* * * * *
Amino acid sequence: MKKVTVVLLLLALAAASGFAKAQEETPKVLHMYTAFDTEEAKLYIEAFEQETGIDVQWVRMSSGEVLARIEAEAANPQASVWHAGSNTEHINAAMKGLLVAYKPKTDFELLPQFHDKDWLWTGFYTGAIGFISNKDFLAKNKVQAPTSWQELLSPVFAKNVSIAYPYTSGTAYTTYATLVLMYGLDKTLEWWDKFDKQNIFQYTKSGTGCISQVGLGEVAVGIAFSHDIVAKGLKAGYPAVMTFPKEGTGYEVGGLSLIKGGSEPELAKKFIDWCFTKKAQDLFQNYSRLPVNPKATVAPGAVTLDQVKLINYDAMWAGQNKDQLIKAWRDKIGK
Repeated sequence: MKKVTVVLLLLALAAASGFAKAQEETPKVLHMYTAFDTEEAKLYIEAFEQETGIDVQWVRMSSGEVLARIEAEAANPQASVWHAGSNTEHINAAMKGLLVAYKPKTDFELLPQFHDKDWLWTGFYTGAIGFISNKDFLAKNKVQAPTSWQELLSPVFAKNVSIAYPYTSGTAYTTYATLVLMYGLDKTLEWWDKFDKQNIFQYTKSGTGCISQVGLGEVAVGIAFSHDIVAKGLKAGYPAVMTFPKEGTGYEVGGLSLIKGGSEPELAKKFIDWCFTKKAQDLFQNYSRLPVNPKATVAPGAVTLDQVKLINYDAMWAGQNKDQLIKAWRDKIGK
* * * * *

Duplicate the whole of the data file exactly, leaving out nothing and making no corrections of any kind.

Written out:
Amino acid sequence: MKKVTVVLLLLALAAASGFAKAQEETPKVLHMYTAFDTEEAKLYIEAFEQETGIDVQWVRMSSGEVLARIEAEAANPQASVWHAGSNTEHINAAMKGLLVAYKPKTDFELLPQFHDKDWLWTGFYTGAIGFISNKDFLAKNKVQAPTSWQELLSPVFAKNVSIAYPYTSGTAYTTYATLVLMYGLDKTLEWWDKFDKQNIFQYTKSGTGCISQVGLGEVAVGIAFSHDIVAKGLKAGYPAVMTFPKEGTGYEVGGLSLIKGGSEPELAKKFIDWCFTKKAQDLFQNYSRLPVNPKATVAPGAVTLDQVKLINYDAMWAGQNKDQLIKAWRDKIGK
Repeated sequence: MKKVTVVLLLLALAAASGFAKAQEETPKVLHMYTAFDTEEAKLYIEAFEQETGIDVQWVRMSSGEVLARIEAEAANPQASVWHAGSNTEHINAAMKGLLVAYKPKTDFELLPQFHDKDWLWTGFYTGAIGFISNKDFLAKNKVQAPTSWQELLSPVFAKNVSIAYPYTSGTAYTTYATLVLMYGLDKTLEWWDKFDKQNIFQYTKSGTGCISQVGLGEVAVGIAFSHDIVAKGLKAGYPAVMTFPKEGTGYEVGGLSLIKGGSEPELAKKFIDWCFTKKAQDLFQNYSRLPVNPKATVAPGAVTLDQVKLINYDAMWAGQNKDQLIKAWRDKIGK